Jen: What t’is to love

Yes, that’s Shakespeare. And it’s the line that anthropologist Dr Helen Fisher used to preface her fantastic TED talk on the concept of romantic love.

Last year we, the Beau Hunters, launched Beau Dacious with the ambition to entertain whoever cared to read it, and sustain those of us in it. “This will be fun” we all cried, “we’ll have them in stitches” we agreed, all we needed to do was share with the blogisphere our tales of less than salubrious dating. Because, let’s face it, dating can be an entertaining exercise. But it is an exercise in the true sense of the word – what else can just as readily pump you full of endorphins as leave you buckled over gasping for breath? But here’s the thing: dating is not the same as love. Which is why, for those of you who’ve been paying attention may have noticed, we’ve gone a little quiet over recent months.

Yes, dear readers, in dating, our intrepid beau hunters found love and somehow, writing about that became a little trickier, a little too personal. Especially since it hasn’t all been plain sailing. I watched Fisher’s talk yesterday as someone who has just lost out in love. (Before you ask, yes I am fine but yes, I am exceptionally disappointed.) One of the things I found particularly interesting was the notion that romantic love is not an emotion, it is a drive, It comes from the motor of the mind, the wanting part of the mind, the craving part of the mind. From my own experience, this makes perfect sense – who hasn’t, after all, felt a near addiction to another person and called that love? Yet I’ve always still referred to love as an emotion.

Love as a brain system

She also talks about love as a brain system: “People live for love. They kill for love. They die for love. They have songs, poems, novels, sculptures, paintings, myths, legends. It’s one of the most powerful brain systems on Earth for both great joy and great sorrow.”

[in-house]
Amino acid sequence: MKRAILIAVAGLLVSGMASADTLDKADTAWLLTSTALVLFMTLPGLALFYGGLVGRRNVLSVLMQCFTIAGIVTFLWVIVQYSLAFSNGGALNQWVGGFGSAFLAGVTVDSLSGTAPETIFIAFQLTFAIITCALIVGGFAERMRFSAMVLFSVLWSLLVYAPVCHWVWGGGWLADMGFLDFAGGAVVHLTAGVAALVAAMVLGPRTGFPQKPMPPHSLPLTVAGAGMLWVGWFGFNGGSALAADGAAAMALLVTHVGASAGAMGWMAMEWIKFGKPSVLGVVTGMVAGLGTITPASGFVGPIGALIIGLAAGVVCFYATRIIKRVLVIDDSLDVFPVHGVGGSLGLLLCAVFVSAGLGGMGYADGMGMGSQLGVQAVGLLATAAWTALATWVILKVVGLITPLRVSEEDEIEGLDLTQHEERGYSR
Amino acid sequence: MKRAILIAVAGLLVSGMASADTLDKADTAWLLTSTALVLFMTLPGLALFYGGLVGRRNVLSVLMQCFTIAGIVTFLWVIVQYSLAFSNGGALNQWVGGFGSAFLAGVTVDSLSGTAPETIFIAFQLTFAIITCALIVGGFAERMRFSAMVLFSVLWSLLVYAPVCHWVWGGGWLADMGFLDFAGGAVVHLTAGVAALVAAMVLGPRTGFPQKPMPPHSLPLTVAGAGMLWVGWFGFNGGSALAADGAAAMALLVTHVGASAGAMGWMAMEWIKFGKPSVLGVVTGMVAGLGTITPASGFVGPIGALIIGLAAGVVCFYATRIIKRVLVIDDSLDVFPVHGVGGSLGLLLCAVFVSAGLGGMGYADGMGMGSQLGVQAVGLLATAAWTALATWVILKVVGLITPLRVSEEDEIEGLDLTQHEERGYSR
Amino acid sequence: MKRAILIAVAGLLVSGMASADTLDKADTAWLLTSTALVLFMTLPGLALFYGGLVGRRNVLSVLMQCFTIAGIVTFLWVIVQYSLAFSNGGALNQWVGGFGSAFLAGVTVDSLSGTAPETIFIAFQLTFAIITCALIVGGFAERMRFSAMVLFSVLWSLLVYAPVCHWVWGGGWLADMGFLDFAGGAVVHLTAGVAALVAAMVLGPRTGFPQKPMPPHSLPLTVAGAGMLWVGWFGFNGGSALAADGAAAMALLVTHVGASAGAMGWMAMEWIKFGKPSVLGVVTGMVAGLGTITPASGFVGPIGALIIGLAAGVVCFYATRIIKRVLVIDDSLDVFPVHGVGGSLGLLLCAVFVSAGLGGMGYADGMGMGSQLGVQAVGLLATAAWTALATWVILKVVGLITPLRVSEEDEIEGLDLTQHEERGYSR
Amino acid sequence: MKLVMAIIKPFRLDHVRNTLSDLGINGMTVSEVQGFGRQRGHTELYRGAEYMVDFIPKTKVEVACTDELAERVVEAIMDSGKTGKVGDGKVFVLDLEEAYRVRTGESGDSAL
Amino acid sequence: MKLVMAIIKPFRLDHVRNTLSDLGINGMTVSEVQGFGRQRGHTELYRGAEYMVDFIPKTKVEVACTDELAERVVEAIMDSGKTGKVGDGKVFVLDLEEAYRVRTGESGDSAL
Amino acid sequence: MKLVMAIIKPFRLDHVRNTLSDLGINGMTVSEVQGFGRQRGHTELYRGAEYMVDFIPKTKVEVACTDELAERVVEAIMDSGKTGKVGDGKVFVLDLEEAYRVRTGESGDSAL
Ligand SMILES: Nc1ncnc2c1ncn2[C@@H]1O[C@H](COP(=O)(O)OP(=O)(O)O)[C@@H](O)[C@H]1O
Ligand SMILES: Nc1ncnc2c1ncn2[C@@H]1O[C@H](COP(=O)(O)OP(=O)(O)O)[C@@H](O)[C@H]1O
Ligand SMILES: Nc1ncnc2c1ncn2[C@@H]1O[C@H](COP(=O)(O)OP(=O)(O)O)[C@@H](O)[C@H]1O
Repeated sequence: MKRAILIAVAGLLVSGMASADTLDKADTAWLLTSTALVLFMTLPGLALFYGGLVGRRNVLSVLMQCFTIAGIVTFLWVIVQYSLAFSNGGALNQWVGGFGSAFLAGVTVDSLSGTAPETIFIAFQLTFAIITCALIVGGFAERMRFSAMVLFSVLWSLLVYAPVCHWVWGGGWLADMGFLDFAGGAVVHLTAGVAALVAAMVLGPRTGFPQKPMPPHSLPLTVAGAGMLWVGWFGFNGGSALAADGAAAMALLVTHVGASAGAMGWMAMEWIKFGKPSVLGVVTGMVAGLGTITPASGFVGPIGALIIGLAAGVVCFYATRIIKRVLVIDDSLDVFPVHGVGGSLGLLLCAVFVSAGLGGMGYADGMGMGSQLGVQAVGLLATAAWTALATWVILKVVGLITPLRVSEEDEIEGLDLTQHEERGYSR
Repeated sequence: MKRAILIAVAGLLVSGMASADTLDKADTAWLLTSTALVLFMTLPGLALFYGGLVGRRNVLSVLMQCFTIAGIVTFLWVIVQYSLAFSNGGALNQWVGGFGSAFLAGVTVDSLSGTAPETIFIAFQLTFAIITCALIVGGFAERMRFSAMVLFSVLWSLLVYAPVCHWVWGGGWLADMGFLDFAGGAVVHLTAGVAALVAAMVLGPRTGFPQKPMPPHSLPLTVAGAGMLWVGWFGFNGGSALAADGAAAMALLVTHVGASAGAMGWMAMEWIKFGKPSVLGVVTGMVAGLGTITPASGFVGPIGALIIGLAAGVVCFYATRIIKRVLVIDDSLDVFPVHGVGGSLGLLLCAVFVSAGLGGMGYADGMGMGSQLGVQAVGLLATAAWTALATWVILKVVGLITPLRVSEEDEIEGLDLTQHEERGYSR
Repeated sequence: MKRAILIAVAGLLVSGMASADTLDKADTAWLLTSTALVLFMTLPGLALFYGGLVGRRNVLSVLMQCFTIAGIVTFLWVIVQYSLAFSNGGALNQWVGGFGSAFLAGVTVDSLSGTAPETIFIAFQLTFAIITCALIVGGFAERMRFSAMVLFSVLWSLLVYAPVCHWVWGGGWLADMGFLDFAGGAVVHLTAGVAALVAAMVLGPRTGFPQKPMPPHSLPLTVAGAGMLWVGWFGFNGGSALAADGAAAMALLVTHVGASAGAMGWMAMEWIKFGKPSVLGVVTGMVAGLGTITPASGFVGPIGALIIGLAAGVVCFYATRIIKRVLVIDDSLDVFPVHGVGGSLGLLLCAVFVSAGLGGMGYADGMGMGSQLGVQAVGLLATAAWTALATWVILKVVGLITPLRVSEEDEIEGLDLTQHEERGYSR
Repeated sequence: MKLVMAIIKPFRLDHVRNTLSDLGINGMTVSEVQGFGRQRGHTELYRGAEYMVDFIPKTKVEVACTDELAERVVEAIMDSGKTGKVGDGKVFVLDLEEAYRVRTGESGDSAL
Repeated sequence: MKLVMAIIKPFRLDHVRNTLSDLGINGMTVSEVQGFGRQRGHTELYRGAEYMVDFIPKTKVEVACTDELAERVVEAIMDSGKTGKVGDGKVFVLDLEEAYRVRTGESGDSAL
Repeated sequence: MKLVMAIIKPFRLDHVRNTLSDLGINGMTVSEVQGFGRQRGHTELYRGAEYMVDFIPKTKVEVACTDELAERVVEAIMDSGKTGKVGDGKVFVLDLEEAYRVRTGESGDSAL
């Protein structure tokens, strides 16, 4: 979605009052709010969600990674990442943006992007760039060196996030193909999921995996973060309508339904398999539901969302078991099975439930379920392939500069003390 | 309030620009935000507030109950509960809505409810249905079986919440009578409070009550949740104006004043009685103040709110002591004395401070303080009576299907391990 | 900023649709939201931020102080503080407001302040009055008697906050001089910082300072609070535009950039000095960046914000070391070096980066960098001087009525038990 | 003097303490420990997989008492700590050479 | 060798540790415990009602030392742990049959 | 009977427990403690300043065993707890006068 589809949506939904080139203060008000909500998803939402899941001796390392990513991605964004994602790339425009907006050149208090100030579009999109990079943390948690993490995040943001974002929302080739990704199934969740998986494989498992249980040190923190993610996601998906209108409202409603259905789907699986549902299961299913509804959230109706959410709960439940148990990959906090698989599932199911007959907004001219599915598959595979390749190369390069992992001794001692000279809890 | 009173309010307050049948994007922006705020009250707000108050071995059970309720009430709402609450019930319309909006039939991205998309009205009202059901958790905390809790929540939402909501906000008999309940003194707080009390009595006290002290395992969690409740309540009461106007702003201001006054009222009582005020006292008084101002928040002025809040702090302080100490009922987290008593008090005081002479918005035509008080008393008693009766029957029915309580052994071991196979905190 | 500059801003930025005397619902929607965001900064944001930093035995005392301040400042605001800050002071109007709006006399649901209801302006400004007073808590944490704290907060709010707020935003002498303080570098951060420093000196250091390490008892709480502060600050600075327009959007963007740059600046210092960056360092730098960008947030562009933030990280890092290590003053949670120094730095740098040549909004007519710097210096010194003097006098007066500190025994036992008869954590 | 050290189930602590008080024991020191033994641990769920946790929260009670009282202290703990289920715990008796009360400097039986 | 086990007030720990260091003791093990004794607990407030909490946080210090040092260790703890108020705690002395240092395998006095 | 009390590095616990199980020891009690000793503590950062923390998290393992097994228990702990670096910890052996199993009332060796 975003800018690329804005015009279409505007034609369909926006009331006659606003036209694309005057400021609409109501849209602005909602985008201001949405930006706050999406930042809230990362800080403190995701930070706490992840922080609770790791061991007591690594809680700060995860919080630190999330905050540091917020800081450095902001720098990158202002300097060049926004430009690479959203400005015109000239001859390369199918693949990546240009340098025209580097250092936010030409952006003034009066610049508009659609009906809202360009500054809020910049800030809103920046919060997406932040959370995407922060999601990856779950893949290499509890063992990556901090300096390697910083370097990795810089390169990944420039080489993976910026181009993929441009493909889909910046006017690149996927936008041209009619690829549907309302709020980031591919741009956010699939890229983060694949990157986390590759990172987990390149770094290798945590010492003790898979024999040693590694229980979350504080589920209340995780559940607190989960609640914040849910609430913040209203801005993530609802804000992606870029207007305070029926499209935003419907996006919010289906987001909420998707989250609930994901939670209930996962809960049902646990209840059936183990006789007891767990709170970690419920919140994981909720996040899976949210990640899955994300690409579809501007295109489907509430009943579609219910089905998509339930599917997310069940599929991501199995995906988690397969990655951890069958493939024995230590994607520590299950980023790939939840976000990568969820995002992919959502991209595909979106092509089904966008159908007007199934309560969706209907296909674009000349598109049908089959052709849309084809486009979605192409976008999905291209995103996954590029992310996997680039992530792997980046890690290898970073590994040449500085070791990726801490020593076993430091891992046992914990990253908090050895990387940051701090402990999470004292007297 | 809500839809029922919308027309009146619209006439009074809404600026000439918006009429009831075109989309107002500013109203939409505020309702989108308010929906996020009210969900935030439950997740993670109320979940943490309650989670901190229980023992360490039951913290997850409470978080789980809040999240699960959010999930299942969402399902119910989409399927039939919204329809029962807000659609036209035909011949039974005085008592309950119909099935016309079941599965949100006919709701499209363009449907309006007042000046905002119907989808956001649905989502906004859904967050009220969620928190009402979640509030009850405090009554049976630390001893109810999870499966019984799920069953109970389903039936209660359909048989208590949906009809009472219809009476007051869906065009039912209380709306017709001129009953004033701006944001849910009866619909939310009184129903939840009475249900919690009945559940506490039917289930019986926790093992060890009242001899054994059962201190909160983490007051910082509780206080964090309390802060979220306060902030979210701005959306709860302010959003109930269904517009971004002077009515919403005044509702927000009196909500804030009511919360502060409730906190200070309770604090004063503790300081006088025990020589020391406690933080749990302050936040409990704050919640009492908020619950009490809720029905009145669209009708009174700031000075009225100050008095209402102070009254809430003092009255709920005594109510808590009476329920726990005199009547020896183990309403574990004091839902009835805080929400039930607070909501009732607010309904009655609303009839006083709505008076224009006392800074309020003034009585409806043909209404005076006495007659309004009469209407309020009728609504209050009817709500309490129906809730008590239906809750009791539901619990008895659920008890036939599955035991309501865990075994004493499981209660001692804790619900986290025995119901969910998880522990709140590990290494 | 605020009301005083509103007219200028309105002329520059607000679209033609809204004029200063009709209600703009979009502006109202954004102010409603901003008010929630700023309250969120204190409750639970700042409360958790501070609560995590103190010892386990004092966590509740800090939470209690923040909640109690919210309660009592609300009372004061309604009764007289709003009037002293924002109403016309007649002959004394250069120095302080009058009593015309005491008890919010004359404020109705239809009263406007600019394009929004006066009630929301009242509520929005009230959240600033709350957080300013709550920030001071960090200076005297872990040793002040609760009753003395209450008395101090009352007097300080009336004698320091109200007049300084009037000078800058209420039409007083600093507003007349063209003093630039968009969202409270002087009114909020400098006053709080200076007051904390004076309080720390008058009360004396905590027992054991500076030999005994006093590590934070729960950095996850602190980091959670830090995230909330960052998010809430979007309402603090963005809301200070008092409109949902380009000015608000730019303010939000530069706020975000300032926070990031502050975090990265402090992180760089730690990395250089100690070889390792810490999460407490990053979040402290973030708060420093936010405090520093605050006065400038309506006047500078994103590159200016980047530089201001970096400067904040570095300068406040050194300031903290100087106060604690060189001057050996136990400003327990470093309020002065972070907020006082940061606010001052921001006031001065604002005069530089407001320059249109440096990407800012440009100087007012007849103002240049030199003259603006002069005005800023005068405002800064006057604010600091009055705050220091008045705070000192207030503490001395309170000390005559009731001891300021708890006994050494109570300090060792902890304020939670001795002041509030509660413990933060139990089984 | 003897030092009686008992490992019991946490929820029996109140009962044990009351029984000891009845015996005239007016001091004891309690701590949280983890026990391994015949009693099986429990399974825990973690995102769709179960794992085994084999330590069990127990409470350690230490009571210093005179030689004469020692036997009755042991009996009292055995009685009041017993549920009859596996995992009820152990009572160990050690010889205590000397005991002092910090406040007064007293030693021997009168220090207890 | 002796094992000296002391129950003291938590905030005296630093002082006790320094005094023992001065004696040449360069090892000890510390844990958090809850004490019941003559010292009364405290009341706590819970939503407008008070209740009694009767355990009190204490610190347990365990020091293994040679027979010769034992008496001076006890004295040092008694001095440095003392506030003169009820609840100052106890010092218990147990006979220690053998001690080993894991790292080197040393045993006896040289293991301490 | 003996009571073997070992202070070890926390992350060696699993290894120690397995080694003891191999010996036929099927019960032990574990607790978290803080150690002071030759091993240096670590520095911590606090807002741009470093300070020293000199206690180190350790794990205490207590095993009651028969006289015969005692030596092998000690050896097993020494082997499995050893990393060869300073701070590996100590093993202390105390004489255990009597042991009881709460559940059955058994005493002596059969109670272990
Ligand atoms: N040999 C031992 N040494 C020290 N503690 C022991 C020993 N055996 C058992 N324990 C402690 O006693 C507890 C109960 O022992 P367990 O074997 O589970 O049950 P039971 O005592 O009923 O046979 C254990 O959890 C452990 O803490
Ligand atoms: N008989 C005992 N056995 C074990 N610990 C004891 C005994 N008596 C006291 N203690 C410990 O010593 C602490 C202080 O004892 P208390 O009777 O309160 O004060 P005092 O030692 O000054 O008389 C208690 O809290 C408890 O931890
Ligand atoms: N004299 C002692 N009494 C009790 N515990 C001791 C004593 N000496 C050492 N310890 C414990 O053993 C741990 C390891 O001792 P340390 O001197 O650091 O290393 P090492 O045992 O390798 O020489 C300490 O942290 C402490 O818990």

One of the most powerful brain systems on Earth, ey – no wonder it can drive us crazy! And yet as Fisher also says, “A world without love is a deadly place.”

T’is better to have loved and lost…

And in the midst of pondering all this and nursing my own wounded heart, something happened that reminded me in an almost visceral way just how central a role love plays in our lives, regardless of whether it is an emotion, a drive or an addiction. I learned of a friend who lost her husband today. They were young and in love. They’d only been married 11 months. Perhaps because my heart is so sensitive at the moment I know that I can’t even begin to understand the pain, loss and injustice she must be feeling – and will over the months and probably even years to come. And yet I doubt she would give up the years she spent with the man she loved.

And that, dear reader, is why we date. Why we subject ourselves to the ‘exercise’ of dating. Because as challenging, painful and utterly depleting as love can be, it is also the most beautiful form of sustenance ever. And we all strive for sustenance.

“Why love if losing hurts so much? I have no answers any more. Only the life I have lived. Twice in that life I’ve been given the choice: as a boy and as a man. The boy chose safety, the man chooses suffering. The pain now is part of the happiness then. That’s the deal.” – CS Lewis


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